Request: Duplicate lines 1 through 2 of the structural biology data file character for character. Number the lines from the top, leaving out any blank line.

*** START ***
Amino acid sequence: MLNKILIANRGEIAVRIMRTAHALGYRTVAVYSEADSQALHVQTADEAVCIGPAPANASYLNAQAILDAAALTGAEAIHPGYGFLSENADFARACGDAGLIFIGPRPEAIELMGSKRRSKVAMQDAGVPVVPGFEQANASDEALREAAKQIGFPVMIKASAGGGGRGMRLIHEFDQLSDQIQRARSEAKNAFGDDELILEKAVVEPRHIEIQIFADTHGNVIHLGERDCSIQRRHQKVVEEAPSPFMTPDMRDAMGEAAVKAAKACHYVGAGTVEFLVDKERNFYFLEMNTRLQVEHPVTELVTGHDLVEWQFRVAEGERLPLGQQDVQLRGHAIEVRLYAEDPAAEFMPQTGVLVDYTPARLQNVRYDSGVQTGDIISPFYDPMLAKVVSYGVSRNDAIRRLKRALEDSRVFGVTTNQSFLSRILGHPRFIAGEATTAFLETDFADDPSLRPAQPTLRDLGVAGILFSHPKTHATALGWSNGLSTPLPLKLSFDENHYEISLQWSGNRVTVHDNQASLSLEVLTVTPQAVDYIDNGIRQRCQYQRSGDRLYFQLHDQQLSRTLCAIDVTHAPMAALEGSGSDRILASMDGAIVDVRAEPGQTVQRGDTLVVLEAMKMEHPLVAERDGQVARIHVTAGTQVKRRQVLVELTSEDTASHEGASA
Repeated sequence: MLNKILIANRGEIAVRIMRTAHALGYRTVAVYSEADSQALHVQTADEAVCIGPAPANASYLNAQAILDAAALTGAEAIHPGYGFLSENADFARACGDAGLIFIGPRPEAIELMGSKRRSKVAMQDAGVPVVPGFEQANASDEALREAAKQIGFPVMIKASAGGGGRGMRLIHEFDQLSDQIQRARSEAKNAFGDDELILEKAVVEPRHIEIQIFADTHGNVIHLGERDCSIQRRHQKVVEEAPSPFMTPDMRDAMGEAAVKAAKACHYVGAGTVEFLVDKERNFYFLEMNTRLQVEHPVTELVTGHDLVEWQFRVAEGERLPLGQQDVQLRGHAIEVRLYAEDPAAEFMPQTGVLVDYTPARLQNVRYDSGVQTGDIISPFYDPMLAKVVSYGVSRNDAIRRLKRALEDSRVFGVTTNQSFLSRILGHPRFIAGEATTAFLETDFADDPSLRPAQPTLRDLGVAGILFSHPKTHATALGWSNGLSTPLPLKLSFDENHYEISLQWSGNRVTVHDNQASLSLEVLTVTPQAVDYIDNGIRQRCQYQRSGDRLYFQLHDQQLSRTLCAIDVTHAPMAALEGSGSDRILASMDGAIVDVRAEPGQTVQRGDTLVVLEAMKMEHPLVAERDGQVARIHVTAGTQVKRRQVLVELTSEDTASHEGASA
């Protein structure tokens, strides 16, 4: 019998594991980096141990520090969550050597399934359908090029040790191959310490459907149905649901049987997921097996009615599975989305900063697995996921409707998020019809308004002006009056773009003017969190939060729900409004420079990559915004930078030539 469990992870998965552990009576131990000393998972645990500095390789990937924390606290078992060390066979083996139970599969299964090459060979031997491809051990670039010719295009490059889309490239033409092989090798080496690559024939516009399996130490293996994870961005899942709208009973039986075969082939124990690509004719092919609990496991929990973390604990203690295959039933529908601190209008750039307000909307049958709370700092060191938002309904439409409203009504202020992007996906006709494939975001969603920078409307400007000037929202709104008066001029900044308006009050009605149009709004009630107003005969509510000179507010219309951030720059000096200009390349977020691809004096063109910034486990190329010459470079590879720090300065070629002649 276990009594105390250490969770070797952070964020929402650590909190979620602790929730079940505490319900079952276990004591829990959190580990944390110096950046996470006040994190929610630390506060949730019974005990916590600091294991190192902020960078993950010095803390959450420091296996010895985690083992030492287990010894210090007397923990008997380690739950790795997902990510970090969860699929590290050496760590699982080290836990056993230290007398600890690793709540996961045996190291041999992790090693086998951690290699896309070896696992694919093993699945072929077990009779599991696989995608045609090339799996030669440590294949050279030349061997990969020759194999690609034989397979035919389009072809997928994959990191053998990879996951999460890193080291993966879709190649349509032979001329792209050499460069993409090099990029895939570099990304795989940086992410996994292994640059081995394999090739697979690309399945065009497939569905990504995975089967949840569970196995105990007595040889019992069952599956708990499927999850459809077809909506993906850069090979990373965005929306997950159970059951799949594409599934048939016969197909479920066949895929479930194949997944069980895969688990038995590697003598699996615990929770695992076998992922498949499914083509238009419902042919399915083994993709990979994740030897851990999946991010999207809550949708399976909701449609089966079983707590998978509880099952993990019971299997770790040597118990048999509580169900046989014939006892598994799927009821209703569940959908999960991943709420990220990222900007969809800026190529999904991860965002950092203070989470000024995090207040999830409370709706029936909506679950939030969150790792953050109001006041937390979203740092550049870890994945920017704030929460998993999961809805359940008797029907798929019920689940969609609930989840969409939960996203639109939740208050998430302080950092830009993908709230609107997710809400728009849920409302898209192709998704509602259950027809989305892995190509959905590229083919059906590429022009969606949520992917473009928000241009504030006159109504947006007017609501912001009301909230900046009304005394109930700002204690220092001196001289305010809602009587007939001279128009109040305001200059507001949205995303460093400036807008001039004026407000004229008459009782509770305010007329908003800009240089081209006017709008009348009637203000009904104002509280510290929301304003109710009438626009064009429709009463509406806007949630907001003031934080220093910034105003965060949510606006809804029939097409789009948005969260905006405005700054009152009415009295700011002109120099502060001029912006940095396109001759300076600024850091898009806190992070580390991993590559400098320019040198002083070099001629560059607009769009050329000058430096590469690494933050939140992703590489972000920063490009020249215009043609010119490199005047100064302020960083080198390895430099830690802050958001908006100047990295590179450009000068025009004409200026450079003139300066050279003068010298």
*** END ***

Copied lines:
Amino acid sequence: MLNKILIANRGEIAVRIMRTAHALGYRTVAVYSEADSQALHVQTADEAVCIGPAPANASYLNAQAILDAAALTGAEAIHPGYGFLSENADFARACGDAGLIFIGPRPEAIELMGSKRRSKVAMQDAGVPVVPGFEQANASDEALREAAKQIGFPVMIKASAGGGGRGMRLIHEFDQLSDQIQRARSEAKNAFGDDELILEKAVVEPRHIEIQIFADTHGNVIHLGERDCSIQRRHQKVVEEAPSPFMTPDMRDAMGEAAVKAAKACHYVGAGTVEFLVDKERNFYFLEMNTRLQVEHPVTELVTGHDLVEWQFRVAEGERLPLGQQDVQLRGHAIEVRLYAEDPAAEFMPQTGVLVDYTPARLQNVRYDSGVQTGDIISPFYDPMLAKVVSYGVSRNDAIRRLKRALEDSRVFGVTTNQSFLSRILGHPRFIAGEATTAFLETDFADDPSLRPAQPTLRDLGVAGILFSHPKTHATALGWSNGLSTPLPLKLSFDENHYEISLQWSGNRVTVHDNQASLSLEVLTVTPQAVDYIDNGIRQRCQYQRSGDRLYFQLHDQQLSRTLCAIDVTHAPMAALEGSGSDRILASMDGAIVDVRAEPGQTVQRGDTLVVLEAMKMEHPLVAERDGQVARIHVTAGTQVKRRQVLVELTSEDTASHEGASA
Repeated sequence: MLNKILIANRGEIAVRIMRTAHALGYRTVAVYSEADSQALHVQTADEAVCIGPAPANASYLNAQAILDAAALTGAEAIHPGYGFLSENADFARACGDAGLIFIGPRPEAIELMGSKRRSKVAMQDAGVPVVPGFEQANASDEALREAAKQIGFPVMIKASAGGGGRGMRLIHEFDQLSDQIQRARSEAKNAFGDDELILEKAVVEPRHIEIQIFADTHGNVIHLGERDCSIQRRHQKVVEEAPSPFMTPDMRDAMGEAAVKAAKACHYVGAGTVEFLVDKERNFYFLEMNTRLQVEHPVTELVTGHDLVEWQFRVAEGERLPLGQQDVQLRGHAIEVRLYAEDPAAEFMPQTGVLVDYTPARLQNVRYDSGVQTGDIISPFYDPMLAKVVSYGVSRNDAIRRLKRALEDSRVFGVTTNQSFLSRILGHPRFIAGEATTAFLETDFADDPSLRPAQPTLRDLGVAGILFSHPKTHATALGWSNGLSTPLPLKLSFDENHYEISLQWSGNRVTVHDNQASLSLEVLTVTPQAVDYIDNGIRQRCQYQRSGDRLYFQLHDQQLSRTLCAIDVTHAPMAALEGSGSDRILASMDGAIVDVRAEPGQTVQRGDTLVVLEAMKMEHPLVAERDGQVARIHVTAGTQVKRRQVLVELTSEDTASHEGASA